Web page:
Wednesday, April 11, 2012

Shrimps Wear Pants

I am fully aware that the fact that I was and am still unable to find maternity jeans or shorts under a size 2 (and under 50 bucks) garners 0-no sympathy from 99% of the blogging and in real life world.  Nonetheless when it is winter, and you are unable to button your jeans only because of a first trimester bloated belly (no leg growth at all) a girl has gotta find something to wear other than sweats (oh and leggings because I cannot seem to embrace the trend).

Something I bet any woman who has been pregnant (or has just simply wished her jeans were more forgiving in the waist area) wants is clothes that make them feel normal. Think words like "stylish, hip and comfy" rather than pregnancy or bloating do not make a woman magically want to embrace pants that make them look like they have a baggy/saggy butt (I mean you maternity pants you are responsible for this more than any other type of pants).  They want pants that are normal in everyday minus the fact that they can comfortably accomadate a prego belly.

Enter the idea of converting any pair of jeans, shorts or slacks (and perhaps skirts) into a wearable elasticized waist garment that flatters its wearer :) Novel concept right? Please observe the following comparison: a gap pair of maternity jeans versus their normal pair (which they even have labled as the same design (I think not).

Although the image is fuzzy you can see that the butt pockets are in a normal flattering location, not so with the following. Those pockets are in the same freaking style, the detailing is different and the size of the pockets is just off. The worst part is they are 40 dollars more!

Absolutely ridiculous. Enter Pinterest, there are literally 40 different tutorial links. I combined two of them, one of which disappeared from the internet and it makes me sad.

This is one that was really good, the only thing I would change is that for the covered elastic I would not want the extra tank top looking extension I think it looks odd, but it would work if you make it long enough to go up and over you belly (in which case I would make the knit a nude color.

Behold the CGMRB Maternity Jean Tutorial:

1) What you need to buy: Elastic, Polyester Thread, Ballpoint Needle and 1/8 Yard Jersey Knit (I would buy dark blue but nude works as well, I tried white and am just not a fan).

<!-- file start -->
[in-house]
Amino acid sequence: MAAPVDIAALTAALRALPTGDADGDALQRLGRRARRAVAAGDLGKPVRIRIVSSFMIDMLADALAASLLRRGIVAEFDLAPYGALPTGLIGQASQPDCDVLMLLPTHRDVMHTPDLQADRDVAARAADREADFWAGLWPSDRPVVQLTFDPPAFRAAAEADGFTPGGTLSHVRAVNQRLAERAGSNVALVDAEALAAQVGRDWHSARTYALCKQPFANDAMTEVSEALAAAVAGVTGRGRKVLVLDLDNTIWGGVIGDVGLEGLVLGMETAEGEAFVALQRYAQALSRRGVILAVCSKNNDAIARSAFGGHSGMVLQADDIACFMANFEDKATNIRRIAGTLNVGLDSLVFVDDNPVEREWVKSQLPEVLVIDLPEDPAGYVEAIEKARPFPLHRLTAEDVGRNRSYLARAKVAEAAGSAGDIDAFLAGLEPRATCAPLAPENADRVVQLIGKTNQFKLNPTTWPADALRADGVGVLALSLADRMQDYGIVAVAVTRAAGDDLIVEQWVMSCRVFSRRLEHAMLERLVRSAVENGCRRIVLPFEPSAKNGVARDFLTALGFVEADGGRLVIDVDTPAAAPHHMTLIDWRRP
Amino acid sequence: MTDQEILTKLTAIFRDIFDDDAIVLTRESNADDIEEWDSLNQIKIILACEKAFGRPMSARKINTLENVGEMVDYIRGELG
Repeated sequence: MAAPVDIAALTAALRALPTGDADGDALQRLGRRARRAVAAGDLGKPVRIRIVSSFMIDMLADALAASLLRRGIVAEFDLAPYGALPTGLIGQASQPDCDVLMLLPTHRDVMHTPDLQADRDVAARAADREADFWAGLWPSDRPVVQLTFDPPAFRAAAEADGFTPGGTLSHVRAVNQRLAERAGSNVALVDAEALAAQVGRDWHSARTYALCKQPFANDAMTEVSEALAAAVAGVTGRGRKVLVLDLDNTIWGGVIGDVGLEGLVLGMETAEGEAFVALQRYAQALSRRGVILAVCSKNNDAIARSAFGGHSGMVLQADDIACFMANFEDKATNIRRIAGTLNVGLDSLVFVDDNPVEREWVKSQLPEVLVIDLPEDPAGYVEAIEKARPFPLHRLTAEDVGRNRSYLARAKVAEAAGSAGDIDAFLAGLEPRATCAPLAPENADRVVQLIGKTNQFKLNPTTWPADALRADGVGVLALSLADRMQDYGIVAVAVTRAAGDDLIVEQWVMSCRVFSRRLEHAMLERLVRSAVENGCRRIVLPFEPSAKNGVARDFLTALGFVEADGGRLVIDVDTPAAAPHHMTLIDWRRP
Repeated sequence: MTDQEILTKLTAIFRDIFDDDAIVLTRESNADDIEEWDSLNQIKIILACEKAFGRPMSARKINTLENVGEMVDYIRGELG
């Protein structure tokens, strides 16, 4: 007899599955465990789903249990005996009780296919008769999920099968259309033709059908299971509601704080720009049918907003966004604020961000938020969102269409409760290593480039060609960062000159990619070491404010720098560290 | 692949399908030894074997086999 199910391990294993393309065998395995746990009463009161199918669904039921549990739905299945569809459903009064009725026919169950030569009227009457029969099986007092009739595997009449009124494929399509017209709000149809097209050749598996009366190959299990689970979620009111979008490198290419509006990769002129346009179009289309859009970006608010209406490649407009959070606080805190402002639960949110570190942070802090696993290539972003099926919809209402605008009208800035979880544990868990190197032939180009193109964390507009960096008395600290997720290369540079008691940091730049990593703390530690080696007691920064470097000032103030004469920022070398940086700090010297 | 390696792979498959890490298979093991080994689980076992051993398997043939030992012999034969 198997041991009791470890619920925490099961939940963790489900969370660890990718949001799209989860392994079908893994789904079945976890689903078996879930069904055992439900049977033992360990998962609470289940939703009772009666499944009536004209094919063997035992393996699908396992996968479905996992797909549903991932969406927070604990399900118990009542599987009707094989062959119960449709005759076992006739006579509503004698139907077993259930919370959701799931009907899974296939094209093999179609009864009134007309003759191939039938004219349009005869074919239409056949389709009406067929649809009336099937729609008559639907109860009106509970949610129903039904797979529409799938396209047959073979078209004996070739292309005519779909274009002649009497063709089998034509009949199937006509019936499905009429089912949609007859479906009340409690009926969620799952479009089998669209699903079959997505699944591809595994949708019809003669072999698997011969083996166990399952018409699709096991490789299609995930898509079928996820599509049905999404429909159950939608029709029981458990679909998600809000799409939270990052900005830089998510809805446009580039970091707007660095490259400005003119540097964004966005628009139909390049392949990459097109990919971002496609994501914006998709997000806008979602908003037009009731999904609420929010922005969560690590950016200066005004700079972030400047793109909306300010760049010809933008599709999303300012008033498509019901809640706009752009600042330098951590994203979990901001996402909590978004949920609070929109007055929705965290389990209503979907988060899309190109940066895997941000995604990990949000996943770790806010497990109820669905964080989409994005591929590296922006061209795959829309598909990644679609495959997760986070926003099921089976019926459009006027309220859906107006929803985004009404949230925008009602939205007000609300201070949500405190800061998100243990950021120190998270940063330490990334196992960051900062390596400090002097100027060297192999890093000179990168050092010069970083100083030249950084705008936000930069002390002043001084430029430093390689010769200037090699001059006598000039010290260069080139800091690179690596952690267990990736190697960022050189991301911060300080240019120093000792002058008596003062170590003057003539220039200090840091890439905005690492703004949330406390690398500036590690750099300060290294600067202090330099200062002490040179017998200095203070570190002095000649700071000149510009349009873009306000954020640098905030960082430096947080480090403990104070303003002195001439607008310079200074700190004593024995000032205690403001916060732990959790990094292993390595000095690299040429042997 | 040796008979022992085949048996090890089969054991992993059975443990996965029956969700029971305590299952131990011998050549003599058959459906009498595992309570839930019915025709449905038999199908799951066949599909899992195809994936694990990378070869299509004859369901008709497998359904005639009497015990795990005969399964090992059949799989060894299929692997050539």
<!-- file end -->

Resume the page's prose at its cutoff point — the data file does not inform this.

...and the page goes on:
2) Measure under you belly with the elastic, mark what is a comfy tightness.

3) Measure out your knit fabric, by folding it in half (so that the stretch is width wise) and then set it above your jeans, you want the knit unstretched as wide as the waist of you jeans from side to side.

Bye Bye useless elastic hairband trick.
3) Now to decide what to cut off of the pants, I like leaving them higher in the back so when I bend over I have more coverage. But you are free to cut off wherever you prefer. Because I saved the back waistband I needed to cut the threads on the belt loops.

4) Make your elastic casing (meaning you cover the elastic, sew close to it but not on the elastic and leave extra fabric and that is what you attach to the denim itself).  To do this sew the measured knit into a tube, and then place the pinned elastic waistband inside the tube (folding the fabric down and over the elastic on all sides).

 5) Because the elastic is smaller than the knit tube the fabric will bunch up as you pin the elastic into the knit. It will look like this, probably more professional since I suck at sewing. Remember you are placing the pins after the elastic NOT ON IT.

Sew where the pins are placed, remember do not sew on the elastic just right up against it. Like so:

6) Cut off all but a centimeter or less of the ruffle that is below the elastic (this is what you are attaching to the jeans directly. 

7) Turn the jeans inside out and pin the elastic casing jersey knit thingy so that the outer edge of the ruffle is even with top of the jeans make sure to line up the sides of the elastic casing with the side of the jeans you will have to stretch the elastic out to do this. (I forgot to do the last part and it made for an unevenly attached waistband, not so pretty see the backside of the jeans photo below).  You must make sure that the casing on your elastic is stretching width wise (side to side) because you will have to stretch this fabric as you attach the casing to the denim, as pictured below. 

 If you have a serger you can serge the seem where the denim and the casing meet to give it a professional finish.  Turn them rightside out and you are technically all done. Here is where you really see why I should have pinned the sides of the casing to the outer sides of the jean waist. It would have prevented the awkward gather you see on the right side. 

8) I did not do this and I still may go back and do it, but I would highly suggest you sew a line down the elastic casing  that follows the middle seem of the jeans (so you are sewing from the top of the back belt loop to the top of the casing. This will prevent the elastic from rolling and twisting in the casing. (Typing that out really makes me think of getting them right now and doing this.

Hurray for pants that fit. Once on you cannot even tell that they have the secret elastic in them. 

Obviously they are not the most professional looking by themselves but when you figure the elastic is always covered by a shirt, you would never know that they are now "maternity jeans."

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